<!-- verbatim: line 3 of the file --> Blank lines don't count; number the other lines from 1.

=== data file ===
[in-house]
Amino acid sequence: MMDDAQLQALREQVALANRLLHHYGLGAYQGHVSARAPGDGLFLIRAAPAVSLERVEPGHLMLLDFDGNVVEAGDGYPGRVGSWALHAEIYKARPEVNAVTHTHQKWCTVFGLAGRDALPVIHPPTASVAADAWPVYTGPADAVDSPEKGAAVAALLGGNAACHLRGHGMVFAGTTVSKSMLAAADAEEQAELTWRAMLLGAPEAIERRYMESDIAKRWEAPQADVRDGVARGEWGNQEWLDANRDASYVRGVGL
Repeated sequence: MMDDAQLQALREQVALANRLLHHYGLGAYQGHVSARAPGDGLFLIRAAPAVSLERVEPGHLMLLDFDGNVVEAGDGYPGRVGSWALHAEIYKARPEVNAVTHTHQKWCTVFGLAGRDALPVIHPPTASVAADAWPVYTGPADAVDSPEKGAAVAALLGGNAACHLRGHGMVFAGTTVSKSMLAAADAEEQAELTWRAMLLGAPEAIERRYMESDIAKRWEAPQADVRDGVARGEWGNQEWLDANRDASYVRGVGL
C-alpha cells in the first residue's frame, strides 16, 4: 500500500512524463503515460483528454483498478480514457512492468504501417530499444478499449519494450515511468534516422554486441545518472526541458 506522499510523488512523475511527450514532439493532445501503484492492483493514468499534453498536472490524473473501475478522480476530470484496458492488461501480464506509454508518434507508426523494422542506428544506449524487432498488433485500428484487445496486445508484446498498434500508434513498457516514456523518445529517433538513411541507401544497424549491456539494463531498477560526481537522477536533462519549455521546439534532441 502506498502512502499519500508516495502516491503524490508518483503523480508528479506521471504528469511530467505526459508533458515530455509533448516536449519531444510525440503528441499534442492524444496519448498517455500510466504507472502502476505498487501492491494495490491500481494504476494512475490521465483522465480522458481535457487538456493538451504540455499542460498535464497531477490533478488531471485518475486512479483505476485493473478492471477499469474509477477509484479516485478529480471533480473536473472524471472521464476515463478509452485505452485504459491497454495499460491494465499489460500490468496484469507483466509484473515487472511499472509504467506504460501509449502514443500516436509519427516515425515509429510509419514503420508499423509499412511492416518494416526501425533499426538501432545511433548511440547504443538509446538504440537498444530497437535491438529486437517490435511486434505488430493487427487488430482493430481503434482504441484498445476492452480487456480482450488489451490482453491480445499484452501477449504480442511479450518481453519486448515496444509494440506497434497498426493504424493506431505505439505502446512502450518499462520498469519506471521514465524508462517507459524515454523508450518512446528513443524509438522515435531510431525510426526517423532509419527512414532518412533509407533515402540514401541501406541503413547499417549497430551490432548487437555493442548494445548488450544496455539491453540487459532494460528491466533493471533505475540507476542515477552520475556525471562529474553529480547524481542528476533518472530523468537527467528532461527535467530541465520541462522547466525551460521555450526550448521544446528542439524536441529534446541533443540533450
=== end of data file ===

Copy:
Repeated sequence: MMDDAQLQALREQVALANRLLHHYGLGAYQGHVSARAPGDGLFLIRAAPAVSLERVEPGHLMLLDFDGNVVEAGDGYPGRVGSWALHAEIYKARPEVNAVTHTHQKWCTVFGLAGRDALPVIHPPTASVAADAWPVYTGPADAVDSPEKGAAVAALLGGNAACHLRGHGMVFAGTTVSKSMLAAADAEEQAELTWRAMLLGAPEAIERRYMESDIAKRWEAPQADVRDGVARGEWGNQEWLDANRDASYVRGVGL